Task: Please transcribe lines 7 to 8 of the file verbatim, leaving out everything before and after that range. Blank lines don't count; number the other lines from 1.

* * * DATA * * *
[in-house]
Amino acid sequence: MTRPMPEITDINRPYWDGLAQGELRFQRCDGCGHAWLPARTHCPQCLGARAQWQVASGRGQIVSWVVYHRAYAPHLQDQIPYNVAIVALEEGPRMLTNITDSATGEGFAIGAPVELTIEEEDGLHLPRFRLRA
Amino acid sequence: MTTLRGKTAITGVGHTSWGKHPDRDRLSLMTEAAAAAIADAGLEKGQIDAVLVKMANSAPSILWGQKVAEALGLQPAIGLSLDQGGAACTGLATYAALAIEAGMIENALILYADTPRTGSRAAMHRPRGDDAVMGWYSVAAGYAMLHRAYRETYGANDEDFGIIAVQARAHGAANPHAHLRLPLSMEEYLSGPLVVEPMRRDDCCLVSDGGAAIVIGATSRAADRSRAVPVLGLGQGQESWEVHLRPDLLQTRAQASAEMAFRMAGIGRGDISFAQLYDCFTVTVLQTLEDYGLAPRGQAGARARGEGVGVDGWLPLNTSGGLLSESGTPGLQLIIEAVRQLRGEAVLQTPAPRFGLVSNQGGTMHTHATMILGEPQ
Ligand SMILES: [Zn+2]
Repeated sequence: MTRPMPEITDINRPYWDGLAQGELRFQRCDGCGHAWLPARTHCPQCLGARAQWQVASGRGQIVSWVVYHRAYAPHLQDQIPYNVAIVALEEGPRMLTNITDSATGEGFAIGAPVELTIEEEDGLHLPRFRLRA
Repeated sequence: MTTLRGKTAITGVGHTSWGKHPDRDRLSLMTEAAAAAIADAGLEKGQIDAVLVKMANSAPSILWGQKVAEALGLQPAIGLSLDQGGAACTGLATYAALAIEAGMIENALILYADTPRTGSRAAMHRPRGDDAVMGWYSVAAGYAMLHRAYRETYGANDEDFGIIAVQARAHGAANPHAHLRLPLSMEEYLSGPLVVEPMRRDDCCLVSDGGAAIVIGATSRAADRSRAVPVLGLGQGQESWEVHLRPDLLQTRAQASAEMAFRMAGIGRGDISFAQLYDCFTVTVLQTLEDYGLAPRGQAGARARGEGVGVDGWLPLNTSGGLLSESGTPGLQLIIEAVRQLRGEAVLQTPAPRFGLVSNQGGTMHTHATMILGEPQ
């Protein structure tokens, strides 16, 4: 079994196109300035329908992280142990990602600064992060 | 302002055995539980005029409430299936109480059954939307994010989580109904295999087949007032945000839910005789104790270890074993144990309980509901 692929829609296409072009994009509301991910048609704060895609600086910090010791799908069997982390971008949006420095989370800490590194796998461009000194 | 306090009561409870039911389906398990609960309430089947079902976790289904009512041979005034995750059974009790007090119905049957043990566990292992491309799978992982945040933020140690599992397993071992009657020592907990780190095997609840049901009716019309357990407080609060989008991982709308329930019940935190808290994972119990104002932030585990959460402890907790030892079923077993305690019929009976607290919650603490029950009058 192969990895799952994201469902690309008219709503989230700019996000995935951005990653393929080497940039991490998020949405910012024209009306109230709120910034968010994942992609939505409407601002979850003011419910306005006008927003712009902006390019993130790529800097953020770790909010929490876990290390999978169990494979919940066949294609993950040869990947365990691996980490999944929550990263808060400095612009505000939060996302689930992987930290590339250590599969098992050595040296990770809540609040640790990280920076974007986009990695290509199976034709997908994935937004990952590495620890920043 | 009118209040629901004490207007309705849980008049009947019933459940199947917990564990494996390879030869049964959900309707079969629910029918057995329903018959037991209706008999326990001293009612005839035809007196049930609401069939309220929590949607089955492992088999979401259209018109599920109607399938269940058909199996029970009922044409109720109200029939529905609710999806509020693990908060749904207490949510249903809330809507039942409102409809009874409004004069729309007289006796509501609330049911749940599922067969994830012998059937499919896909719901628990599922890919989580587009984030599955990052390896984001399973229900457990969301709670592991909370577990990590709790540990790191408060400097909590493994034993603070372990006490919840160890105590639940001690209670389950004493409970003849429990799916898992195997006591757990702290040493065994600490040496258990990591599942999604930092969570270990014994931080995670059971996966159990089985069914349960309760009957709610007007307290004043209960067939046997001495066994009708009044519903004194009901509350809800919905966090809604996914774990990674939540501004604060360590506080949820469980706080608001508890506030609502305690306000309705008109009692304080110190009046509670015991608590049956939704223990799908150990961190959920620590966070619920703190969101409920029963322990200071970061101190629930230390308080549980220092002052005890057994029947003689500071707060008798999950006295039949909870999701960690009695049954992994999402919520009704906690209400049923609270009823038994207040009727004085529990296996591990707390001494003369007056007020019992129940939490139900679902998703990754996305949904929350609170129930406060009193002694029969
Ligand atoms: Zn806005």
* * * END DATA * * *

């Protein structure tokens, strides 16, 4: 079994196109300035329908992280142990990602600064992060 | 302002055995539980005029409430299936109480059954939307994010989580109904295999087949007032945000839910005789104790270890074993144990309980509901 692929829609296409072009994009509301991910048609704060895609600086910090010791799908069997982390971008949006420095989370800490590194796998461009000194 | 306090009561409870039911389906398990609960309430089947079902976790289904009512041979005034995750059974009790007090119905049957043990566990292992491309799978992982945040933020140690599992397993071992009657020592907990780190095997609840049901009716019309357990407080609060989008991982709308329930019940935190808290994972119990104002932030585990959460402890907790030892079923077993305690019929009976607290919650603490029950009058 192969990895799952994201469902690309008219709503989230700019996000995935951005990653393929080497940039991490998020949405910012024209009306109230709120910034968010994942992609939505409407601002979850003011419910306005006008927003712009902006390019993130790529800097953020770790909010929490876990290390999978169990494979919940066949294609993950040869990947365990691996980490999944929550990263808060400095612009505000939060996302689930992987930290590339250590599969098992050595040296990770809540609040640790990280920076974007986009990695290509199976034709997908994935937004990952590495620890920043 | 009118209040629901004490207007309705849980008049009947019933459940199947917990564990494996390879030869049964959900309707079969629910029918057995329903018959037991209706008999326990001293009612005839035809007196049930609401069939309220929590949607089955492992088999979401259209018109599920109607399938269940058909199996029970009922044409109720109200029939529905609710999806509020693990908060749904207490949510249903809330809507039942409102409809009874409004004069729309007289006796509501609330049911749940599922067969994830012998059937499919896909719901628990599922890919989580587009984030599955990052390896984001399973229900457990969301709670592991909370577990990590709790540990790191408060400097909590493994034993603070372990006490919840160890105590639940001690209670389950004493409970003849429990799916898992195997006591757990702290040493065994600490040496258990990591599942999604930092969570270990014994931080995670059971996966159990089985069914349960309760009957709610007007307290004043209960067939046997001495066994009708009044519903004194009901509350809800919905966090809604996914774990990674939540501004604060360590506080949820469980706080608001508890506030609502305690306000309705008109009692304080110190009046509670015991608590049956939704223990799908150990961190959920620590966070619920703190969101409920029963322990200071970061101190629930230390308080549980220092002052005890057994029947003689500071707060008798999950006295039949909870999701960690009695049954992994999402919520009704906690209400049923609270009823038994207040009727004085529990296996591990707390001494003369007056007020019992129940939490139900679902998703990754996305949904929350609170129930406060009193002694029969
Ligand atoms: Zn806005």